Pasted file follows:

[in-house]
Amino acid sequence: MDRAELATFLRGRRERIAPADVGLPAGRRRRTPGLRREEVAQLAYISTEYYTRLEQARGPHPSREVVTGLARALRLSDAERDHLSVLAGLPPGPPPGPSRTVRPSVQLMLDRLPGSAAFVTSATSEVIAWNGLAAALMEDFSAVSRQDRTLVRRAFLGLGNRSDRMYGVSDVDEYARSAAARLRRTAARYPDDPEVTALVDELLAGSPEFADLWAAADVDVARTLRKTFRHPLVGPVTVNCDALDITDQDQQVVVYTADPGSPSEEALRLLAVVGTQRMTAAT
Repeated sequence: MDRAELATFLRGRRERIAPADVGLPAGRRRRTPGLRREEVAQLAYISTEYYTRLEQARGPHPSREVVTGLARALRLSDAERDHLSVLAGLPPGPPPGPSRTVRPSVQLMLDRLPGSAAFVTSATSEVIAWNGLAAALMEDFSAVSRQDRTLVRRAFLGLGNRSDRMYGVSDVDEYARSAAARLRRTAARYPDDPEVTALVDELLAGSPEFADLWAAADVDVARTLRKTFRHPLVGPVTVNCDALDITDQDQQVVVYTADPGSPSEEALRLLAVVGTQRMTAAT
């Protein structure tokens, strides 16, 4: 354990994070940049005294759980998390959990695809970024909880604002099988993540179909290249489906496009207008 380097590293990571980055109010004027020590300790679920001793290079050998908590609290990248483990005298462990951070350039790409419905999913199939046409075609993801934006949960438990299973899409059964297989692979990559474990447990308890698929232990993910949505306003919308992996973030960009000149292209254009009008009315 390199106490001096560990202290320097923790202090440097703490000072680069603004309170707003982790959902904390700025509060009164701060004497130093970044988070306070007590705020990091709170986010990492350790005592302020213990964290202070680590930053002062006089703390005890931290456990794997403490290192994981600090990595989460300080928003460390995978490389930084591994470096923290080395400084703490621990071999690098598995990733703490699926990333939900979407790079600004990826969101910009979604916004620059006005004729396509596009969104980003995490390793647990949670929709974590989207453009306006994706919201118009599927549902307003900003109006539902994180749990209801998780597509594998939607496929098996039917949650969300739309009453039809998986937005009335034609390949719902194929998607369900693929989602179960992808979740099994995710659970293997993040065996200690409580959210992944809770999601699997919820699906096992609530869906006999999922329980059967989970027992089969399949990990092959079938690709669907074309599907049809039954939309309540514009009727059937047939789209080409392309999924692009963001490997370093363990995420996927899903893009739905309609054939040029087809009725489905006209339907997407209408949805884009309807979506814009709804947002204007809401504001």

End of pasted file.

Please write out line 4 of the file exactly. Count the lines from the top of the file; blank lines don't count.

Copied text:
């Protein structure tokens, strides 16, 4: 354990994070940049005294759980998390959990695809970024909880604002099988993540179909290249489906496009207008 380097590293990571980055109010004027020590300790679920001793290079050998908590609290990248483990005298462990951070350039790409419905999913199939046409075609993801934006949960438990299973899409059964297989692979990559474990447990308890698929232990993910949505306003919308992996973030960009000149292209254009009008009315 390199106490001096560990202290320097923790202090440097703490000072680069603004309170707003982790959902904390700025509060009164701060004497130093970044988070306070007590705020990091709170986010990492350790005592302020213990964290202070680590930053002062006089703390005890931290456990794997403490290192994981600090990595989460300080928003460390995978490389930084591994470096923290080395400084703490621990071999690098598995990733703490699926990333939900979407790079600004990826969101910009979604916004620059006005004729396509596009969104980003995490390793647990949670929709974590989207453009306006994706919201118009599927549902307003900003109006539902994180749990209801998780597509594998939607496929098996039917949650969300739309009453039809998986937005009335034609390949719902194929998607369900693929989602179960992808979740099994995710659970293997993040065996200690409580959210992944809770999601699997919820699906096992609530869906006999999922329980059967989970027992089969399949990990092959079938690709669907074309599907049809039954939309309540514009009727059937047939789209080409392309999924692009963001490997370093363990995420996927899903893009739905309609054939040029087809009725489905006209339907997407209408949805884009309807979506814009709804947002204007809401504001």